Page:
God of My Seasons

“To everything, turn, turn, turn.” True in the 1970s and in the 970s B.C.

Life in the here and now is really exciting, and tiring. I usually go through a cycle of getting really excited and amped up for something big, or so I’m told to think that it’s big. And then it comes. The moment. And a surprise I wasn’t ready for -- it ends. And Father Time keeps ticking. 

The reality that the immediate isn’t forever is simple enough for the most elementary of us, yet the temptations are just too overwhelming sometimes to ignore. In the here and now, acclaim, significance, happiness and influence are always just around the corner. Just about to be mine. 

Sometimes we’re like David after Dentist, wondering, “Is this going to be forever?” not realizing we’re on some drug that wears off in four hours. 

As I’ve gone from a season of being in Nepal and a daily life that is considerably more simple, slow-paced, and relationally deeper and back to the land of instantaneous “likes,” retweets, and the Next Big Thing (a phone made similarly to other phones apparently can be classified as that), circumstances have changed dramatically for me and my family. We’ve entered seasons of calm and predictability. We’ve also entered more time zones than we seem to have time for. God always faithfully brings us in and out of seasons that we can never control.

Seasons where you are lying on your back because of heart pain. Seasons where you are on a deserted island with thousands of other people. Seasons where you see every prayer answered “Yes!” Seasons where you exert, sweat, and have the sword stick to your hand. Seasons where you cry harder and sing louder than ever before. Seasons where you are okay becoming addicted to coffee for its affects.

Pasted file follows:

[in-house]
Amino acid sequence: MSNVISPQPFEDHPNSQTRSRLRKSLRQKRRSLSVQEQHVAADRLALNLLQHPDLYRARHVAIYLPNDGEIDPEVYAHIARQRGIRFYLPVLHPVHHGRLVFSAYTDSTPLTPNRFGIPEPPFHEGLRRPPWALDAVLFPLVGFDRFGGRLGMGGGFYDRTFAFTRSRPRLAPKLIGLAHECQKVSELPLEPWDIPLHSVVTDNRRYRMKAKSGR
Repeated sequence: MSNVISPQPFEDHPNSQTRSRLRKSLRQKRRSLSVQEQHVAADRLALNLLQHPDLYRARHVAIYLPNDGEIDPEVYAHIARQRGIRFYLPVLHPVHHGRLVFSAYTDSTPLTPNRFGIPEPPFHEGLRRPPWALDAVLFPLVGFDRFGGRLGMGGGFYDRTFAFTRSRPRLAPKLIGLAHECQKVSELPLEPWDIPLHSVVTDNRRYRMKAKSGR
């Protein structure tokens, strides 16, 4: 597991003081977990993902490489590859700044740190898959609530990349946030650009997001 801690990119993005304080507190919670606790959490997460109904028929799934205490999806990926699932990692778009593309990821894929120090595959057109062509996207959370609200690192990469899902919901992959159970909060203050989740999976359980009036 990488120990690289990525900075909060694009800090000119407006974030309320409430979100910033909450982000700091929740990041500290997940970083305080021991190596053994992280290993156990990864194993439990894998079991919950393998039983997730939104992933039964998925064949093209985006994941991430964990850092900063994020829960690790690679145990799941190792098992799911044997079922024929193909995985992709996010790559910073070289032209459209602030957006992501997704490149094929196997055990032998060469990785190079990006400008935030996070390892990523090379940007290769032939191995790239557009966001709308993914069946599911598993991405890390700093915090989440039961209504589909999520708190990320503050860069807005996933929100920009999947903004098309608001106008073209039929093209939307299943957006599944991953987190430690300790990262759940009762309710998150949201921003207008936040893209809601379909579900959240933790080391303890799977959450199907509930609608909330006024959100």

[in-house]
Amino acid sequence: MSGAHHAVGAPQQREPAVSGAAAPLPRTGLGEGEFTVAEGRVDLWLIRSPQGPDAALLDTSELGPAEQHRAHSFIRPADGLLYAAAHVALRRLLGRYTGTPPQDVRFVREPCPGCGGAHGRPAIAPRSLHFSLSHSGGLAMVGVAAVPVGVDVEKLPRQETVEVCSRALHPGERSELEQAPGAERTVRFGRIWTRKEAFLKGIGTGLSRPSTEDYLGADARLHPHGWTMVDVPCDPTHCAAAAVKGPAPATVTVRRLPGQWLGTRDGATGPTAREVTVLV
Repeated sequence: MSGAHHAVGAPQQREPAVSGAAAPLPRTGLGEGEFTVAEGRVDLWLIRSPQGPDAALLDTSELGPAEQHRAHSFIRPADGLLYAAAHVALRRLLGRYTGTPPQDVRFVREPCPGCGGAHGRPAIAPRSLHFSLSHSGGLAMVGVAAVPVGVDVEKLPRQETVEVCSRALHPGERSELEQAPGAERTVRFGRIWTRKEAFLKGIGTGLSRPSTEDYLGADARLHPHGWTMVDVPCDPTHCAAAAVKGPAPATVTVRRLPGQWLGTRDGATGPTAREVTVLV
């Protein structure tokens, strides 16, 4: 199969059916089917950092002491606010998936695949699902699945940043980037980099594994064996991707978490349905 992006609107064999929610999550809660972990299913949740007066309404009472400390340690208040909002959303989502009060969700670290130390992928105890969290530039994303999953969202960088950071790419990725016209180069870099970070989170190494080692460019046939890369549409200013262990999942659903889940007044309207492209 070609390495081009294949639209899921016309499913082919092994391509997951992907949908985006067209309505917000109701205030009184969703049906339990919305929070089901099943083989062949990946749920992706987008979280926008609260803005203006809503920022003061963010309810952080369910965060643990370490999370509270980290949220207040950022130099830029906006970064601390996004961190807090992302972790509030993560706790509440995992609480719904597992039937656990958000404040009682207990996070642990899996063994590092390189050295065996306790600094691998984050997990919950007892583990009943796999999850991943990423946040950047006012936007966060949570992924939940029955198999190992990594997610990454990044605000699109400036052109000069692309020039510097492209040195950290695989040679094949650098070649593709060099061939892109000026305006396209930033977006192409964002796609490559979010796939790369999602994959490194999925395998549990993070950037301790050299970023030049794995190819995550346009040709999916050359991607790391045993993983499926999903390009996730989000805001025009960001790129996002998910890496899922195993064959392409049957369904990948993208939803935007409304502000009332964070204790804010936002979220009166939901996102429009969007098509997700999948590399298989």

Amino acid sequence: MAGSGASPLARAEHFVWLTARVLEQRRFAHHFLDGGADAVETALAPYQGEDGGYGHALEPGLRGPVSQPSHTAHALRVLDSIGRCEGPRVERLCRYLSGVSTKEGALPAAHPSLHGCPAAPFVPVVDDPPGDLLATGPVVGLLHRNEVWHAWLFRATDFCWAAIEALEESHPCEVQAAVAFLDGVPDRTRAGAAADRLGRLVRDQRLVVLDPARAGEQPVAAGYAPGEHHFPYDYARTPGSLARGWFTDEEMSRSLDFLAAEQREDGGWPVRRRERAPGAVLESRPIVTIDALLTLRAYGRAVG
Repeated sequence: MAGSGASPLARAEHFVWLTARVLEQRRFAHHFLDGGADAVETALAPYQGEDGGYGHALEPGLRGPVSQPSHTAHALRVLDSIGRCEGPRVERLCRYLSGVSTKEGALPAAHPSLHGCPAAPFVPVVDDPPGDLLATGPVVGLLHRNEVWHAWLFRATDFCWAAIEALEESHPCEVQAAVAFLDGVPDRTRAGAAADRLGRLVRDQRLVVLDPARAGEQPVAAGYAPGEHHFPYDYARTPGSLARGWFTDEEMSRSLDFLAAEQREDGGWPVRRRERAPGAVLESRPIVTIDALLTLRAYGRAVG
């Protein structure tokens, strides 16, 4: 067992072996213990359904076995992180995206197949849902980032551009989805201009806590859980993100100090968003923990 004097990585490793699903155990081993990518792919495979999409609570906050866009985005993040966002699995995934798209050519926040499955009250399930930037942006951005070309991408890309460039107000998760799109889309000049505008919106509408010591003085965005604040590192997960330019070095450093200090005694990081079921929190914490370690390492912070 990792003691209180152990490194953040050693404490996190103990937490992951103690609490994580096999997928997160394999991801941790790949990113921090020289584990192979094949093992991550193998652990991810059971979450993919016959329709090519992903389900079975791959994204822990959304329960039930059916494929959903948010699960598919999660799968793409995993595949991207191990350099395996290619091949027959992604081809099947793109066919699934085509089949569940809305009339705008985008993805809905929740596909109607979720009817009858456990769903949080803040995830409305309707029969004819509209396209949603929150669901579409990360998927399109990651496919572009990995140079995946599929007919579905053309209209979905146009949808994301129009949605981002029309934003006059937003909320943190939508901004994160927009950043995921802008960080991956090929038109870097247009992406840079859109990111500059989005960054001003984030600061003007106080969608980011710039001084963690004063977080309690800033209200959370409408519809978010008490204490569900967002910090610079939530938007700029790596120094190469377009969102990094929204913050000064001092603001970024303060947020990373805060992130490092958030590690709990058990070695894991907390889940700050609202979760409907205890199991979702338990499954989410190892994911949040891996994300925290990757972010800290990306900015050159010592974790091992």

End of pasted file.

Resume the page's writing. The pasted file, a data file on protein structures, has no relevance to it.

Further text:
Jesus had a season where he was constantly hungry. He was on that relational island, no one to help or support him. He seemingly had his prayers answered when Lucifer tempted him three times with things that he could legitimately ask for – food, protection, kingdoms. What Jesus needed in that season was to trust his Father and the Spirit who had led him there (Matthew 4:1), not some change in circumstances or the situation. Our seasons aren’t defined by our circumstances. They’re defined by our faith in God’s goodness and grace towards us.

In training our daughter, my wife and I need to constantly remind ourselves that whatever phase we’re in won’t last forever. She won’t always struggle to sleep through the night. She won’t always want to put everything in her mouth. God knows this. And it’s up to me to trust him – as a good and caring Father – that my daughter won’t always want to eat flowers and dirt.

Blessed be the God and Father of our Lord Jesus Christ! According to his great mercy, he has caused us to be born again to a living hope through the resurrection of Jesus Christ from the dead, to an inheritance that is imperishable, undefiled, and unfading, kept in heaven for you, who by God's power are being guarded through faith for a salvation ready to be revealed in the last time. In this you rejoice, though now for a little while, if necessary, you have been grieved by various trials, so that the tested genuineness of your faith—more precious than gold that perishes though it is tested by fire—may be found to result in praise and glory and honor at the revelation of Jesus Christ. Though you have not seen him, you love him. Though you do not now see him, you believe in him and rejoice with joy that is inexpressible and filled with glory, obtaining the outcome of your faith, the salvation of your souls. (1 Peter 1:3-9)

My faith – your faith – is more precious, more valuable, more cherished than the gold that could change the situation we find ourselves in. Money may buy you the particulars you are looking for, but not the faith that God is drawing out of you. Seasons bring about what God is after – new life. 

Cry out to the God of your seasons, ask for the new life to be borne in you through tears, and prep yourself for the moment of inexpressible and glorious joy – salvation – that he will deliver.